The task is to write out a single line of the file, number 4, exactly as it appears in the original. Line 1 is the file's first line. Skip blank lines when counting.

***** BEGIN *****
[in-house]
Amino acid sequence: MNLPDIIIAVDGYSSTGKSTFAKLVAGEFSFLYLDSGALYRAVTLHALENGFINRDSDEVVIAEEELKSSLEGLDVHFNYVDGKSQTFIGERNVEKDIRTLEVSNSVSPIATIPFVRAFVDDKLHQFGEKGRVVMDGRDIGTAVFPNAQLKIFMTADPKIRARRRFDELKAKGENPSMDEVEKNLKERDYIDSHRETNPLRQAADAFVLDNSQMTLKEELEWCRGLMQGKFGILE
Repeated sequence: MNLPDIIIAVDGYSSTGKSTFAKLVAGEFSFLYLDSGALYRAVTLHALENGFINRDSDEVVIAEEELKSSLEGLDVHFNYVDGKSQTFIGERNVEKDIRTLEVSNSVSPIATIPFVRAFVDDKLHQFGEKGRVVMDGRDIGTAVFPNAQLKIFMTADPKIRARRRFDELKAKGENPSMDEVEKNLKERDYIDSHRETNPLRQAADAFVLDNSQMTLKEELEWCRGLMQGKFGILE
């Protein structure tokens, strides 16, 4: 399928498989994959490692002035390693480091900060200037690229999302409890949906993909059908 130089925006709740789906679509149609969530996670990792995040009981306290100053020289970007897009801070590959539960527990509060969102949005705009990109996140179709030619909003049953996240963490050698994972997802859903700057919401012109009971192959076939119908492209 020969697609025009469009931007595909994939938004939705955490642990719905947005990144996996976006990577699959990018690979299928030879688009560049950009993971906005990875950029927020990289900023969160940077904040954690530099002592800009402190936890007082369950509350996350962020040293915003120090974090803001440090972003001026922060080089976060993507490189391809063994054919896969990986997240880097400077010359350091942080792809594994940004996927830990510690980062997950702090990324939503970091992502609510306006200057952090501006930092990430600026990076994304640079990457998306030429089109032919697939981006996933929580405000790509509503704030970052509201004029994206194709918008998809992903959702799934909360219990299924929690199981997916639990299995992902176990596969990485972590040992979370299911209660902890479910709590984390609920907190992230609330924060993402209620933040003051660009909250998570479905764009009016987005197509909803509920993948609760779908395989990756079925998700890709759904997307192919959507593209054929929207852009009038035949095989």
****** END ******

């Protein structure tokens, strides 16, 4: 399928498989994959490692002035390693480091900060200037690229999302409890949906993909059908 130089925006709740789906679509149609969530996670990792995040009981306290100053020289970007897009801070590959539960527990509060969102949005705009990109996140179709030619909003049953996240963490050698994972997802859903700057919401012109009971192959076939119908492209 020969697609025009469009931007595909994939938004939705955490642990719905947005990144996996976006990577699959990018690979299928030879688009560049950009993971906005990875950029927020990289900023969160940077904040954690530099002592800009402190936890007082369950509350996350962020040293915003120090974090803001440090972003001026922060080089976060993507490189391809063994054919896969990986997240880097400077010359350091942080792809594994940004996927830990510690980062997950702090990324939503970091992502609510306006200057952090501006930092990430600026990076994304640079990457998306030429089109032919697939981006996933929580405000790509509503704030970052509201004029994206194709918008998809992903959702799934909360219990299924929690199981997916639990299995992902176990596969990485972590040992979370299911209660902890479910709590984390609920907190992230609330924060993402209620933040003051660009909250998570479905764009009016987005197509909803509920993948609760779908395989990756079925998700890709759904997307192919959507593209054929929207852009009038035949095989």